|Mom and daughter before the race.|
Yesterday I ran 21.1 kilometres in Whistler, British Columbia, and got a personal best, crossing the finish line in just under two hours. Today I can barely get up and down the stairs in my house without clinging to the handrails, but it was worth it.
I love running. I joined the cross-country running team in grade 11 because a friend encouraged me and I discovered that long distance running suited me. I’ve run ever since off and on.
At the time I didn’t really consider myself an athlete and I certainly wasn’t a sprinter, but I was stubborn enough to push through the pain and finish a long run. Also, I’m extremely competitive and so in team situations I easily became frustrated at others and myself. Since I’m not one of the elite racers, with running I’m basically competing against myself.
|Sprinting to the finish after 21 km.|
I run to stay fit, to stay sane (it’s a great stress reliever), and to have fun. And I sign up for races because I love the thrill of competition and because they keep me accountable in my training giving me something to work towards.
I ran my first half marathon — the Seattle Rock ‘n’ Roll Half Marathon — in June 2011. I finished in 2:04 and when I crossed the finish line I swore I’d never run another one. However, I quickly forgot the pain and signed up for the same race the following year. Unfortunately, I got shin splints a few months before the race and wasn’t able to run it.
This year, I signed up for the Whistler Half Marathon and tried to train very carefully, only increasing my distance every few weeks. Things were going well, and I ran two 18-km training runs and two 21-km training runs which both felt fairly comfortable. However, in the weeks leading up to the race my knees began hurting to the point where it was uncomfortable to walk.
I attribute the discomfort to a part-time job that requires me to be on my feet all day, but whatever the cause, I was worried I wouldn’t be able to run. In the week and a half leading up to the race I rested (except for work), iced my knees and took lots of Ibuprofen. I also asked my dad to give me a blessing. He blessed me that would be able to accomplish the goal I had been working towards as I ran the race responsibly.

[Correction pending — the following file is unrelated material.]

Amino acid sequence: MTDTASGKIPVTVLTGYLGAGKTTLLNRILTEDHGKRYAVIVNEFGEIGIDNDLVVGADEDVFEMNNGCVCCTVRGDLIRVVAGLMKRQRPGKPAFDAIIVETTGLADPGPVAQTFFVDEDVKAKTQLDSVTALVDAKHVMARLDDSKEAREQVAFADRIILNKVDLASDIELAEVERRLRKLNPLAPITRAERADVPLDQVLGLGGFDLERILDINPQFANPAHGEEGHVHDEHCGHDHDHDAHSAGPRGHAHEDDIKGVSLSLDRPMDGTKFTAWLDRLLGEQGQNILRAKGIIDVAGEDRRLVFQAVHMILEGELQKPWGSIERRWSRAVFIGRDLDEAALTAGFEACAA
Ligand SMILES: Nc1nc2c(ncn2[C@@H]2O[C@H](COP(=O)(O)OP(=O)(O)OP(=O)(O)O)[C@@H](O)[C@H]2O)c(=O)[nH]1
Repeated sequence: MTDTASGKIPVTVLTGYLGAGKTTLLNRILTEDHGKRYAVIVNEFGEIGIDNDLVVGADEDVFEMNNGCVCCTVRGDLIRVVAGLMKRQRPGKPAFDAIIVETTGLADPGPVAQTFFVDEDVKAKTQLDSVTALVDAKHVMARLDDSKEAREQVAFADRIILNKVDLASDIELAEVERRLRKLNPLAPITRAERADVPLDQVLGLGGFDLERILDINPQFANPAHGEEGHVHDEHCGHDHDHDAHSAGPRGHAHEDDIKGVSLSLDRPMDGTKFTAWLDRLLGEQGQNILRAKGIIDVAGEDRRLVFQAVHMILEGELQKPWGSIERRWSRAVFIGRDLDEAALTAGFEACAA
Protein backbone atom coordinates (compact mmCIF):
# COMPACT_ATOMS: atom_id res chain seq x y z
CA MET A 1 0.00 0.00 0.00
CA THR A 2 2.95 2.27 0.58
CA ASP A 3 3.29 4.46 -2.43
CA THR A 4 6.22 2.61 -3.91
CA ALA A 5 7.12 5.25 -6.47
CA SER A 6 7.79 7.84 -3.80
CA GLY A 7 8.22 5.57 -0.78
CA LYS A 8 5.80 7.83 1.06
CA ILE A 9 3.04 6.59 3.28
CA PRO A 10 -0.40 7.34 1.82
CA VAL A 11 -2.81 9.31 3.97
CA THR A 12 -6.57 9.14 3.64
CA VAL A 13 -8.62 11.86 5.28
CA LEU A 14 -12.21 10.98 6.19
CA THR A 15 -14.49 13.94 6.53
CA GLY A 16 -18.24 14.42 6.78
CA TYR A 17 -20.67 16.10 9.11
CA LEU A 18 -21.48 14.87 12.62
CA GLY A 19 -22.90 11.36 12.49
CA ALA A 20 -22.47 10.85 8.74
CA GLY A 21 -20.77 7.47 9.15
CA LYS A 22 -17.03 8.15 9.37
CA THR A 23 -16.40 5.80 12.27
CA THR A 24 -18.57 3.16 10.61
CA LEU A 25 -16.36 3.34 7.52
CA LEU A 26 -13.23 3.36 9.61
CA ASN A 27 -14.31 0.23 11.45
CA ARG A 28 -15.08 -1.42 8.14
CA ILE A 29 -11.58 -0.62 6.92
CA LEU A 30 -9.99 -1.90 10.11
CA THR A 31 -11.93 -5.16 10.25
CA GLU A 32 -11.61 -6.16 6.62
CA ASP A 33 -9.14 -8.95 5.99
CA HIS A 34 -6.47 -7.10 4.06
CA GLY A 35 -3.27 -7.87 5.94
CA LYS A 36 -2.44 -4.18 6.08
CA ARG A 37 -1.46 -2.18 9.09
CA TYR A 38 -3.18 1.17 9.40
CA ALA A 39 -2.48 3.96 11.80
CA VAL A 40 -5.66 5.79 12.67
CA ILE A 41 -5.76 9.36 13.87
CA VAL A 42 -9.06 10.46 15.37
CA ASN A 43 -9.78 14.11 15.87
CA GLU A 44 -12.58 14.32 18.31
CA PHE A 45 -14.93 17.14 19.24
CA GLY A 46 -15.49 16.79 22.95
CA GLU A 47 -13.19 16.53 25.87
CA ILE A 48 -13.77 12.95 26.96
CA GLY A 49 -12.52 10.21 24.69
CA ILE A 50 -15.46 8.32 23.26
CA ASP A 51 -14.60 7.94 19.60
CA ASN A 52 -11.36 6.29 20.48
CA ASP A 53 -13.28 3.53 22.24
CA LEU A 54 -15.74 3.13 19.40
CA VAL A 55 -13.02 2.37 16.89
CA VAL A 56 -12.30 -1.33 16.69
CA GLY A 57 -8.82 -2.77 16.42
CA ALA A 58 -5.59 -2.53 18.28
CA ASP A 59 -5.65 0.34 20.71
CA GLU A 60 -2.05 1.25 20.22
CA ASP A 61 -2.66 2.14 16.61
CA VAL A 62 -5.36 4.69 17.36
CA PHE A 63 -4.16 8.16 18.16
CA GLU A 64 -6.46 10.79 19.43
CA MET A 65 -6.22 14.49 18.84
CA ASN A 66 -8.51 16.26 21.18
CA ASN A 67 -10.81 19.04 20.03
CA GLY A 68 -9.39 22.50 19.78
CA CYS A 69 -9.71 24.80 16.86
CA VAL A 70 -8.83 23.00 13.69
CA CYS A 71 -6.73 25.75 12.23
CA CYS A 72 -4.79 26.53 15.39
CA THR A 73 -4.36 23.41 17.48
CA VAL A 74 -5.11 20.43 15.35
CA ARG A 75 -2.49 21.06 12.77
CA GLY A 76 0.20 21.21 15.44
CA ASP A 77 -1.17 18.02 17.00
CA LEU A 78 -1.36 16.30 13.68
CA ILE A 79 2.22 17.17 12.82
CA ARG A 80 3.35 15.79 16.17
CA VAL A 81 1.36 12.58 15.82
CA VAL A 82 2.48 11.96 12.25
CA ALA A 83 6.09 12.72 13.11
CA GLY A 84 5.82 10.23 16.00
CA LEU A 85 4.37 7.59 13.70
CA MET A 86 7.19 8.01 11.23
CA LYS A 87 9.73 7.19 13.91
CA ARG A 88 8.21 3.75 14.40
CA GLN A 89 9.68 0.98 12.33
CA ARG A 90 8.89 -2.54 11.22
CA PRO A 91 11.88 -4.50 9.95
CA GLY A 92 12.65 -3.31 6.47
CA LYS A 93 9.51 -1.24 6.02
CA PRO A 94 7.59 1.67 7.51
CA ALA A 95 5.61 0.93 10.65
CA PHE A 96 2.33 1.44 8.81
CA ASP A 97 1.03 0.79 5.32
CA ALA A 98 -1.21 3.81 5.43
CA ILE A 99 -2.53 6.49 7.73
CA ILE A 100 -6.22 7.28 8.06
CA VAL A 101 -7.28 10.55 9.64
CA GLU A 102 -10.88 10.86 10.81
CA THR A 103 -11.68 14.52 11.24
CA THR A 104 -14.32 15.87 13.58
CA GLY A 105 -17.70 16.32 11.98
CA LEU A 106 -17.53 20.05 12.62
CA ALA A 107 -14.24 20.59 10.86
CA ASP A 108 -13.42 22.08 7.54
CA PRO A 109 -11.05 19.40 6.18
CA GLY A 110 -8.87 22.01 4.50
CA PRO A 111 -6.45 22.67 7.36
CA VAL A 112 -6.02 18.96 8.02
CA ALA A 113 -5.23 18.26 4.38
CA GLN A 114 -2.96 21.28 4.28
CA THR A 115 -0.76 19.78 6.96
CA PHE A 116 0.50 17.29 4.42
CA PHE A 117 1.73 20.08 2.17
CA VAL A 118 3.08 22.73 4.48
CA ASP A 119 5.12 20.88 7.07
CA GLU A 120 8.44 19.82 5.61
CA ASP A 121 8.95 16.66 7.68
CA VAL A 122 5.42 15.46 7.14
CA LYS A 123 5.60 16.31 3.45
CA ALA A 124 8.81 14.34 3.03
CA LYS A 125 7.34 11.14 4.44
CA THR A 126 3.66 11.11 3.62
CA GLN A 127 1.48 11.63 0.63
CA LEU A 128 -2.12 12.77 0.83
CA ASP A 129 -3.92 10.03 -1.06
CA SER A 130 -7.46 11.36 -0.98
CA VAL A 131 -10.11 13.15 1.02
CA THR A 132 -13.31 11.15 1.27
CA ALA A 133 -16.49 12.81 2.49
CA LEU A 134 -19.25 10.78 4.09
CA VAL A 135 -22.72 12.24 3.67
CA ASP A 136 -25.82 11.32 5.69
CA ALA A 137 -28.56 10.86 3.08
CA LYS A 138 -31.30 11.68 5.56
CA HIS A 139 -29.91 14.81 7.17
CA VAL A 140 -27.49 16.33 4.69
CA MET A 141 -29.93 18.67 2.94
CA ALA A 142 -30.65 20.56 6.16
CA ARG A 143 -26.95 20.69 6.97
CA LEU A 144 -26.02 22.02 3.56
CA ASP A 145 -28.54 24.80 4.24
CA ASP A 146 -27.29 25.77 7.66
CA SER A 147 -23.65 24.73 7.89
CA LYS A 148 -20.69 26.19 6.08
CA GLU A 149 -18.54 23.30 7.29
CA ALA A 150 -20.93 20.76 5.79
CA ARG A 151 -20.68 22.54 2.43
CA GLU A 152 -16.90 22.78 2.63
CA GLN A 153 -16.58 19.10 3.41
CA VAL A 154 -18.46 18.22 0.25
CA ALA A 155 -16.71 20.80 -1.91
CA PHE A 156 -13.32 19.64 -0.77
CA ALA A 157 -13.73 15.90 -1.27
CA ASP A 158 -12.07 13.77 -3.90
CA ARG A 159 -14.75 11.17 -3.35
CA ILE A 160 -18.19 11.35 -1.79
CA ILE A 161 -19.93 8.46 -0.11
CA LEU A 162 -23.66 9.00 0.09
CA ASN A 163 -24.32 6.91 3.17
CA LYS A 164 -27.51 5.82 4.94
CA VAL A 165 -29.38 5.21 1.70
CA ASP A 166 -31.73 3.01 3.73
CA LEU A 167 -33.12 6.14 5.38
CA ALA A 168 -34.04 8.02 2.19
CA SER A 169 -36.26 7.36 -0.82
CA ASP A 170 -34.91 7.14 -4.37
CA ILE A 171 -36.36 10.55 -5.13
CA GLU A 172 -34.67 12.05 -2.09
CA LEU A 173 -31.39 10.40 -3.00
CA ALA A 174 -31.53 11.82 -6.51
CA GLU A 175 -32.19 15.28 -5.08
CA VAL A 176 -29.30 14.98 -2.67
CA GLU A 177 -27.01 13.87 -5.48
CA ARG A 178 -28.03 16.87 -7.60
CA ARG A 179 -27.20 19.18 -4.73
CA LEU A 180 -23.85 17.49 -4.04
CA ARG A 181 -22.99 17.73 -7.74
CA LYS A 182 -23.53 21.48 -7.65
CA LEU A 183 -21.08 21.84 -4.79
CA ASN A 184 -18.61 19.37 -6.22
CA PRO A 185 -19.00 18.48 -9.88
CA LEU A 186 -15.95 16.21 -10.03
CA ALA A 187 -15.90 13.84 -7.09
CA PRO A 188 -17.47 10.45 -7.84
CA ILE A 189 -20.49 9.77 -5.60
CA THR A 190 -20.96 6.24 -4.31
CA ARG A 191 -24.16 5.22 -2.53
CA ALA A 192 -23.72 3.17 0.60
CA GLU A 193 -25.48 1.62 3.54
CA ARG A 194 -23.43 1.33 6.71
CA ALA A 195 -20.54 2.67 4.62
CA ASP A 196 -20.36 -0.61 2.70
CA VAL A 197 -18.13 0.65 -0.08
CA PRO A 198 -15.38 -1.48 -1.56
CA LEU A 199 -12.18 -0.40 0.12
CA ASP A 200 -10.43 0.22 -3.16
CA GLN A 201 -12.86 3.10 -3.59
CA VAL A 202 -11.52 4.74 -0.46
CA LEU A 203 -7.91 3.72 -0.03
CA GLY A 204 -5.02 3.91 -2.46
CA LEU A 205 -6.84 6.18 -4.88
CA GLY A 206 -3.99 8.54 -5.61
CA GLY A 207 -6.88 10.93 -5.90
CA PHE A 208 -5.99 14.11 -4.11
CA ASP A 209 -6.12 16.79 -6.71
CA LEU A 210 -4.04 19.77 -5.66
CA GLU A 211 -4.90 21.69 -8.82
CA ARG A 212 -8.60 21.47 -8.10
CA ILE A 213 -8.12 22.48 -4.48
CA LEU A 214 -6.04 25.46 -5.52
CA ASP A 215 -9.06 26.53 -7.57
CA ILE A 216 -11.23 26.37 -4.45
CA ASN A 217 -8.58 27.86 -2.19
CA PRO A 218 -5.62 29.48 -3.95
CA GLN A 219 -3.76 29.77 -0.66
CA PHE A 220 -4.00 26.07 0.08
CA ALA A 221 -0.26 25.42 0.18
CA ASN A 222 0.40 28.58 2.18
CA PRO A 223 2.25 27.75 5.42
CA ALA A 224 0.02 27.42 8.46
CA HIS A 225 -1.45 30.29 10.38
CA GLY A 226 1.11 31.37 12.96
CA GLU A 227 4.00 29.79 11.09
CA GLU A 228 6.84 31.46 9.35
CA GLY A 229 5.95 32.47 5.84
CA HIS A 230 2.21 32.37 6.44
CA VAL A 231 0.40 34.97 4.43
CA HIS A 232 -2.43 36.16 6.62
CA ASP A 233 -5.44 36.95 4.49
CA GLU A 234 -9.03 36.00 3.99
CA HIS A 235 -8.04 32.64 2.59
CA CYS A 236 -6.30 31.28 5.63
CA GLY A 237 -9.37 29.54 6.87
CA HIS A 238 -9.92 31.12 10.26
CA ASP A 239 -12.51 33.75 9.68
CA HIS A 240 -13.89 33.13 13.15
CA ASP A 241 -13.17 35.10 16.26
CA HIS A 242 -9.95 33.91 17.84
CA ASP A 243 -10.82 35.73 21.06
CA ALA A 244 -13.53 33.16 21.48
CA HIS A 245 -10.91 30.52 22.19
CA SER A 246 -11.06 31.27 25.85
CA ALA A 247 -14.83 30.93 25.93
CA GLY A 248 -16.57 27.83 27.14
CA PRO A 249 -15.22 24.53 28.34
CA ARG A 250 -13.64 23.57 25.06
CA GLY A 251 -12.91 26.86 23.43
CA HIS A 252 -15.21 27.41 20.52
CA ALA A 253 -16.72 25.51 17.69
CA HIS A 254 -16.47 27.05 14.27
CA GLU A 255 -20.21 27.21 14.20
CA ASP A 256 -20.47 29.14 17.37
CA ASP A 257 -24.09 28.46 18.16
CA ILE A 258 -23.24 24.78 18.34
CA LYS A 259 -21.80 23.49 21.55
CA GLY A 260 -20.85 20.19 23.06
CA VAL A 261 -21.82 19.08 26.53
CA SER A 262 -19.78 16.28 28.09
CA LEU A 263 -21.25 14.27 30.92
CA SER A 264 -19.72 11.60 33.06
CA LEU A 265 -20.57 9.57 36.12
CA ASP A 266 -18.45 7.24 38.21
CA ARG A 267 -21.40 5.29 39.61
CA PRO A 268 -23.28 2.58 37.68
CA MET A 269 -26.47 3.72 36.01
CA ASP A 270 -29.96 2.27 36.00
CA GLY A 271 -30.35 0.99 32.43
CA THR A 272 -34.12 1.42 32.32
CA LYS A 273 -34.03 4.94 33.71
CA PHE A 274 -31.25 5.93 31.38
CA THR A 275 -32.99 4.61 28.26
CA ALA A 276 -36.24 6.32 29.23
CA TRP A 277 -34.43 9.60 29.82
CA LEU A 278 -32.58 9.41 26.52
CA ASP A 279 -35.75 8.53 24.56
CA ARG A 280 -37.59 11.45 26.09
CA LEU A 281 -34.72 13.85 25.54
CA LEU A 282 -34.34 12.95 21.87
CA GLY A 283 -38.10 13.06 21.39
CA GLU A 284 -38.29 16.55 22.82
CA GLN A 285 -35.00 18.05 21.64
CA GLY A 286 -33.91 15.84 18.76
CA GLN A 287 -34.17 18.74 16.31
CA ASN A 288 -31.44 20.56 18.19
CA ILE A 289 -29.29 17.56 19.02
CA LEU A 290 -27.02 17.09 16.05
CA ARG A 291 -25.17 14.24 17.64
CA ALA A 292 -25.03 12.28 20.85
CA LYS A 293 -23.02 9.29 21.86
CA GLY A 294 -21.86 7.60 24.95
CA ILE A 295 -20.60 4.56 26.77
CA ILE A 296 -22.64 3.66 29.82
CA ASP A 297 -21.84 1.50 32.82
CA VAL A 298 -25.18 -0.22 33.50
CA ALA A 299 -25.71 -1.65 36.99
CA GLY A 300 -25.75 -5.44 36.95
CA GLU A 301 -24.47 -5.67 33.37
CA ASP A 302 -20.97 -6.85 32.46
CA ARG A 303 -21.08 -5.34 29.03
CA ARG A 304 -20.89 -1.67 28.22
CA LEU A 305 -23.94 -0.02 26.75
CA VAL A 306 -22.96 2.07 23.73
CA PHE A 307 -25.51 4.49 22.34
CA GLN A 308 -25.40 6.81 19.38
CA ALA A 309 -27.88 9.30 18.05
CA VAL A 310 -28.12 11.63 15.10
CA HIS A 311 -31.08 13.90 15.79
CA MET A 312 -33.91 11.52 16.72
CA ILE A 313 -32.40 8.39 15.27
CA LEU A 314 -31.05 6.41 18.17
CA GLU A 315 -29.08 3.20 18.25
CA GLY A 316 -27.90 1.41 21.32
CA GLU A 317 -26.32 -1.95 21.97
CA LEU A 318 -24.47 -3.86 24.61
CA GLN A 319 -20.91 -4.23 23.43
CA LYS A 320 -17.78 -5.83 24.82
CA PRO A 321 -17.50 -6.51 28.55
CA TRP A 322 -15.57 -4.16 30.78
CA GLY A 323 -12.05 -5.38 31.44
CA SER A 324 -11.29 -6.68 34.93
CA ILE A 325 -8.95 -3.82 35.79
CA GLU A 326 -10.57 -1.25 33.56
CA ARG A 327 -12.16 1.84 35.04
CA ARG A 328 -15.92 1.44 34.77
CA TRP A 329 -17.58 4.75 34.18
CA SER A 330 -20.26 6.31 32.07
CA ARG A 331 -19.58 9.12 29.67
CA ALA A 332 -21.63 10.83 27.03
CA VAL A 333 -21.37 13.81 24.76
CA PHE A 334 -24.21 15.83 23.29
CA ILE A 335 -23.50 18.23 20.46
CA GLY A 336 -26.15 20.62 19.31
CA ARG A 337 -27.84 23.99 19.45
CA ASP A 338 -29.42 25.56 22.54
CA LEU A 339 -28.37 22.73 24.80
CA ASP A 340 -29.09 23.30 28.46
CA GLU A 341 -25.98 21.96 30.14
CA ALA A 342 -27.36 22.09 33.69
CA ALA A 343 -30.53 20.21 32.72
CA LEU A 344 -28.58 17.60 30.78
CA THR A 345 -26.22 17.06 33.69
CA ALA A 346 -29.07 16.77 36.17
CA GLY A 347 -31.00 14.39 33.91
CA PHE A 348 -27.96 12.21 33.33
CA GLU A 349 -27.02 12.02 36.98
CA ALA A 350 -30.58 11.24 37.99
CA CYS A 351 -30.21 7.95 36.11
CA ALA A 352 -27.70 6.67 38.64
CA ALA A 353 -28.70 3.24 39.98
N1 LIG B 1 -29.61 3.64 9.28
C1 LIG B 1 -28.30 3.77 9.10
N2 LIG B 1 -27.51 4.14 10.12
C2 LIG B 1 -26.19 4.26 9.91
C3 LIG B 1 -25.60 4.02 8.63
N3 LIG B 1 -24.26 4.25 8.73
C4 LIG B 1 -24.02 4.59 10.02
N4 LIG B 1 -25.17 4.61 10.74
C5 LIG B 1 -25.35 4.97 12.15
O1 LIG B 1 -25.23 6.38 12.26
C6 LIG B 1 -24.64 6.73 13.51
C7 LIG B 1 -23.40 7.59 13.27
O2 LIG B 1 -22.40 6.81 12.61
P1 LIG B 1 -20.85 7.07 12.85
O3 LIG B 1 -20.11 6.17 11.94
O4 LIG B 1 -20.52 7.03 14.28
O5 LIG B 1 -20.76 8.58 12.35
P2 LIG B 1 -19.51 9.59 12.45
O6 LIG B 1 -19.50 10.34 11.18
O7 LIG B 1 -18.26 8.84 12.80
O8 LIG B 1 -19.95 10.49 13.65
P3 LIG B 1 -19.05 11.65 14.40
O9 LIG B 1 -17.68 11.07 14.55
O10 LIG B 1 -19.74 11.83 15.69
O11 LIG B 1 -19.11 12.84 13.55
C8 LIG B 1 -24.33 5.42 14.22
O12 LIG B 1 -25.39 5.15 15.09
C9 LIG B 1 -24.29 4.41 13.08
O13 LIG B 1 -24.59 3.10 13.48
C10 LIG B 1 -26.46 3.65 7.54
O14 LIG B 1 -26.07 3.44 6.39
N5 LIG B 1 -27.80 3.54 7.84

I always get butterflies before a race, but this time I was extra nervous. However, when the race began I started strong and after a few kilometres didn’t notice the discomfort in my knee (probably dwarfed by adrenaline and other muscle aches).
The course was challenging with lots of hills, but it was also very beautiful. Whistler is a ski resort town nestled among majestic mountains, and so the scenery helped to make the run enjoyable.
Participating in a race with so many other runners always adds a charge of excitement. My mother and several other friends were among the crowd, and so was my dad who ran the 10-kilometre option. It’s so nice that running has become a family activity and that we can encourage each other in our training.
|The most Swartzbergs we've had run a race together - St. Patrick's Day 5K.|
Anyway, by the time I had about two kilometres to go, my legs were feeling pretty heavy but according to my calculations if I kept a steady pace I would accomplish my goal. I usually like to speed up for the last kilometre, but I didn’t have it in me until a lady told me there was 100 metres to go. Then I gave it all I had and sprinted across the finish line.
I finished with a time of 1:57:50 and came 314th overall. My average pace was about 5:37 per km, which I was pretty pleased with. And although it was still hard, I didn’t cross the finish line vowing never to run a similar race again, so that’s an improvement. I’m grateful that I was able to accomplish this goal, and now I plan to let my knee heal up and then get back to training for the next event!
|The whole group from Saturday. Everyone finished!|